After giving effect to (i) the pro forma adjustments referenced under “Capitalization,” (ii) the receipt of the net proceeds from the sale of 6,853,500 shares of common stock by us at the initial public offering price of $8.00 per share, after deducting underwriting discounts and commissions and estimated offering expenses payable by us and (iii) the issuance of 27,500 shares of common stock to be acquired by certain selling stockholders upon the exercise of options in order to sell those shares in this offering, our pro forma as adjusted net tangible book value as of April 30, 2015 would have been approximately $16.9 million, or $0.61 per share. This represents an immediate increase in pro forma net tangible book value of $2.06 per share to our existing stockholders and an immediate dilution of $7.39 per share to investors purchasing shares of common stock in this offering at the initial public offering price. The following table illustrates this dilution on a per share basis:

 

                 

Initial public offering price per share

     $ 8.00   

Pro forma net tangible book value per share as of April 30, 2015

   $ (1.45  

Increase in pro forma net tangible book value per share attributable to new investors in this offering

     2.06     
  

 

 

   

Pro forma as adjusted net tangible book value per share immediately after this offering

       0.61   
    

 

 

 

Dilution in pro forma net tangible book value per share to new investors in this offering

     $ 7.39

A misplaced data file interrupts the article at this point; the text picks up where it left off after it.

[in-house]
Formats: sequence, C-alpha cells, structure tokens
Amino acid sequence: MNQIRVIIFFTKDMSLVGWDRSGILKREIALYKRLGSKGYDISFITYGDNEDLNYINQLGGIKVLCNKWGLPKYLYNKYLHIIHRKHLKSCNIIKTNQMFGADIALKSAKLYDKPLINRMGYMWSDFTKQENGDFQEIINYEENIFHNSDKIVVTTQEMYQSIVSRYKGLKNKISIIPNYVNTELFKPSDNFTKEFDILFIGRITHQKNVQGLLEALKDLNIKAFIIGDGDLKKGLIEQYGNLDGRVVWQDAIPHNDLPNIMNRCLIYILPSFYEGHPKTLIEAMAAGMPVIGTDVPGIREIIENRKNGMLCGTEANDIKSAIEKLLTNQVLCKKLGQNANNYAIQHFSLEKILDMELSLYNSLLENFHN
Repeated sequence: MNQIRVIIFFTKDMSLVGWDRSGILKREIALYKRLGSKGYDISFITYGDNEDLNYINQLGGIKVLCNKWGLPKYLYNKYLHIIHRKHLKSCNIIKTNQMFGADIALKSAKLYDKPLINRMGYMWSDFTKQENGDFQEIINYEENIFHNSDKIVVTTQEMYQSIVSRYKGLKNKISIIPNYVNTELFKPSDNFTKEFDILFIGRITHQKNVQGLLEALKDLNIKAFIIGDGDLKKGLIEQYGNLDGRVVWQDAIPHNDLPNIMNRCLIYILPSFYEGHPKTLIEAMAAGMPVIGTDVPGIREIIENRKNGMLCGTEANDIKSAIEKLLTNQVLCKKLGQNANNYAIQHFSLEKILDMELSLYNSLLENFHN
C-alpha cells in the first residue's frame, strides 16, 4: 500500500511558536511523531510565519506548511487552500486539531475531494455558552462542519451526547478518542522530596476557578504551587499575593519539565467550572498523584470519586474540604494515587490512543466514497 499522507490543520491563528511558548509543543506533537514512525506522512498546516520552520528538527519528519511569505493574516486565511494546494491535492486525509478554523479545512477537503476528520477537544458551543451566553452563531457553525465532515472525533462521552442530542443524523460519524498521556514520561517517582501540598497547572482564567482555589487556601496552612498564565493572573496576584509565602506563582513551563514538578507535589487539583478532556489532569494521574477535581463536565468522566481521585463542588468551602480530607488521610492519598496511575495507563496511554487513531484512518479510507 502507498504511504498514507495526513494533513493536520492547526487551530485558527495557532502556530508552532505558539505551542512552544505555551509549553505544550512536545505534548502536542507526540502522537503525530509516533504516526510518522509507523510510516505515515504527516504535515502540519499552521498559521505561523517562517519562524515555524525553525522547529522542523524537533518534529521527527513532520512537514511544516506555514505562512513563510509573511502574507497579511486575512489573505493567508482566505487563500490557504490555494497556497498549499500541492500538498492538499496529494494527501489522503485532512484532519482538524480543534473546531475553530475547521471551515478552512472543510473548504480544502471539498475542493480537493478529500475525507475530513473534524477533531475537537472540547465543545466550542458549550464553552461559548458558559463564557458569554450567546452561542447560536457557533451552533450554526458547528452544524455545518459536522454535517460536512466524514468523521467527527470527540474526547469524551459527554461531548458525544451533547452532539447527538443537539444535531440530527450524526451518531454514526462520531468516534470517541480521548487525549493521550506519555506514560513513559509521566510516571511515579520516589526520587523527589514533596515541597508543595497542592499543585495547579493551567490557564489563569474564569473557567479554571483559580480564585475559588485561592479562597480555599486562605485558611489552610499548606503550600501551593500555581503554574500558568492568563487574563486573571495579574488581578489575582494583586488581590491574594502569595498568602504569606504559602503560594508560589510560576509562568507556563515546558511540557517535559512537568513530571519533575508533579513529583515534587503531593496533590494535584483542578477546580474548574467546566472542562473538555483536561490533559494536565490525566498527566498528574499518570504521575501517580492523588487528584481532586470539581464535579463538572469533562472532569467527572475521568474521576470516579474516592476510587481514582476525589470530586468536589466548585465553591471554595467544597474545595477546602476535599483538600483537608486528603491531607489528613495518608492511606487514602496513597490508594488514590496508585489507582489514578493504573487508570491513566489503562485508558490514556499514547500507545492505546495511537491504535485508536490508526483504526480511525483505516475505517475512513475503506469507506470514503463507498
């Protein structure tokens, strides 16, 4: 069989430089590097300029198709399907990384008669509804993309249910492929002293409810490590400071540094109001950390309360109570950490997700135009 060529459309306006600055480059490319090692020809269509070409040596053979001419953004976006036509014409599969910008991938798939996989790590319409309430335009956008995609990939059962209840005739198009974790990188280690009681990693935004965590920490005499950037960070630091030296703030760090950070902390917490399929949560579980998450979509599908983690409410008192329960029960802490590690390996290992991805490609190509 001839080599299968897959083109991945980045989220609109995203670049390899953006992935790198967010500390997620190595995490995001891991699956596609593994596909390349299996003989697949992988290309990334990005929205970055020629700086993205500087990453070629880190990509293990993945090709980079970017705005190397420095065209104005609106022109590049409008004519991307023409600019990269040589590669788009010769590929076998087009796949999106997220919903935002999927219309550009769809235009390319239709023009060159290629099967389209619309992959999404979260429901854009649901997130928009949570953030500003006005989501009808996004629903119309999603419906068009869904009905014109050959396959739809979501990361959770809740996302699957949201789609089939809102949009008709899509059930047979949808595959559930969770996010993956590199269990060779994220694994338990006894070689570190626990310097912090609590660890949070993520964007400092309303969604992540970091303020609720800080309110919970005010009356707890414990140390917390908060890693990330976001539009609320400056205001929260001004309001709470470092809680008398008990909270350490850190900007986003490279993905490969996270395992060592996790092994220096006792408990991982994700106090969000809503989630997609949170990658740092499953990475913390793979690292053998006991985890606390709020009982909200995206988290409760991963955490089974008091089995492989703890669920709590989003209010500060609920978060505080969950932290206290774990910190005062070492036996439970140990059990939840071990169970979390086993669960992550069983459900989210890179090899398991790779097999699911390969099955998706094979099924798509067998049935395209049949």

If the underwriters exercise their over-allotment option to purchase additional shares from us in full, the pro forma as adjusted net tangible book value per share of our common stock immediately after this offering would be $0.86 per share, and the dilution in pro forma net tangible book value per share to new investors in this offering would be $7.14 per share.

The following table summarizes, on the pro forma as adjusted basis described above as of April 30, 2015, the total number of shares of common stock purchased from us, the total consideration paid to us and the average price per share paid to us by existing stockholders and by new investors purchasing shares in this offering at the initial public offering price of $8.00 per share, before deducting underwriting discounts and commissions and estimated offering expenses payable by us:

 

      Shares purchased      Total consideration      Average
price per
share
 
     Number      Percent      Amount      Percent     

 

 

Existing stockholders

     20,854,658         75.3%       $ 86,218,612         61.1%       $ 4.13   

New investors

     6,853,500         24.7%       $ 54,828,000         38.9%       $ 8.00   

 

    

Total

     27,708,158         100%       $ 141,046,612         100%